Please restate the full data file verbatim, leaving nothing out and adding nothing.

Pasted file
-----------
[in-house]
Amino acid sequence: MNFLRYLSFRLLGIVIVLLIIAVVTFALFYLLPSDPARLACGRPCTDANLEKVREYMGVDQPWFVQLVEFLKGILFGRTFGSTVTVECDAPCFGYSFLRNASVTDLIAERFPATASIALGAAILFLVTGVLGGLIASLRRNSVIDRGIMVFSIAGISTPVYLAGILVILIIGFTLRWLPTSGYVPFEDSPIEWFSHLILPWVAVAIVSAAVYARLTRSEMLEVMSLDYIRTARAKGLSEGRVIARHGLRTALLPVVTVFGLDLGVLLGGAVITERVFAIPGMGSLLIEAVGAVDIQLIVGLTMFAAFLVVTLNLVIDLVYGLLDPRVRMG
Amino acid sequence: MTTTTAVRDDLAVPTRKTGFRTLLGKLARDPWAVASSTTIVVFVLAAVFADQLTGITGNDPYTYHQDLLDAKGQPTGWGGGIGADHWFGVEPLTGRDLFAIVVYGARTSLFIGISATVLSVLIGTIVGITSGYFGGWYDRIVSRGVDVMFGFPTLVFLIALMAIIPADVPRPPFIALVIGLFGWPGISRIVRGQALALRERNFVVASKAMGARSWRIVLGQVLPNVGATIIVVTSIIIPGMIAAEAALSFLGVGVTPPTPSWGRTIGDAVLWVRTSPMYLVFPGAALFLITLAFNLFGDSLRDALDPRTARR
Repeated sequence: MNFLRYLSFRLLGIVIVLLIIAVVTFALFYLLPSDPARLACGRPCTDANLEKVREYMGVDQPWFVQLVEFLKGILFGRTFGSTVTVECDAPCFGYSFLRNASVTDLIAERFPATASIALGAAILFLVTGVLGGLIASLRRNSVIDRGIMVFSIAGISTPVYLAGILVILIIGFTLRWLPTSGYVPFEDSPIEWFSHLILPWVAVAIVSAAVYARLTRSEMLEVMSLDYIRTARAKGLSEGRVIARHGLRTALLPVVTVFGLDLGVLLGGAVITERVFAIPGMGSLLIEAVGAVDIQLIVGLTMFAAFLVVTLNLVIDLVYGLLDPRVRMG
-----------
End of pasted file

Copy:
[in-house]
Amino acid sequence: MNFLRYLSFRLLGIVIVLLIIAVVTFALFYLLPSDPARLACGRPCTDANLEKVREYMGVDQPWFVQLVEFLKGILFGRTFGSTVTVECDAPCFGYSFLRNASVTDLIAERFPATASIALGAAILFLVTGVLGGLIASLRRNSVIDRGIMVFSIAGISTPVYLAGILVILIIGFTLRWLPTSGYVPFEDSPIEWFSHLILPWVAVAIVSAAVYARLTRSEMLEVMSLDYIRTARAKGLSEGRVIARHGLRTALLPVVTVFGLDLGVLLGGAVITERVFAIPGMGSLLIEAVGAVDIQLIVGLTMFAAFLVVTLNLVIDLVYGLLDPRVRMG
Amino acid sequence: MTTTTAVRDDLAVPTRKTGFRTLLGKLARDPWAVASSTTIVVFVLAAVFADQLTGITGNDPYTYHQDLLDAKGQPTGWGGGIGADHWFGVEPLTGRDLFAIVVYGARTSLFIGISATVLSVLIGTIVGITSGYFGGWYDRIVSRGVDVMFGFPTLVFLIALMAIIPADVPRPPFIALVIGLFGWPGISRIVRGQALALRERNFVVASKAMGARSWRIVLGQVLPNVGATIIVVTSIIIPGMIAAEAALSFLGVGVTPPTPSWGRTIGDAVLWVRTSPMYLVFPGAALFLITLAFNLFGDSLRDALDPRTARR
Repeated sequence: MNFLRYLSFRLLGIVIVLLIIAVVTFALFYLLPSDPARLACGRPCTDANLEKVREYMGVDQPWFVQLVEFLKGILFGRTFGSTVTVECDAPCFGYSFLRNASVTDLIAERFPATASIALGAAILFLVTGVLGGLIASLRRNSVIDRGIMVFSIAGISTPVYLAGILVILIIGFTLRWLPTSGYVPFEDSPIEWFSHLILPWVAVAIVSAAVYARLTRSEMLEVMSLDYIRTARAKGLSEGRVIARHGLRTALLPVVTVFGLDLGVLLGGAVITERVFAIPGMGSLLIEAVGAVDIQLIVGLTMFAAFLVVTLNLVIDLVYGLLDPRVRMG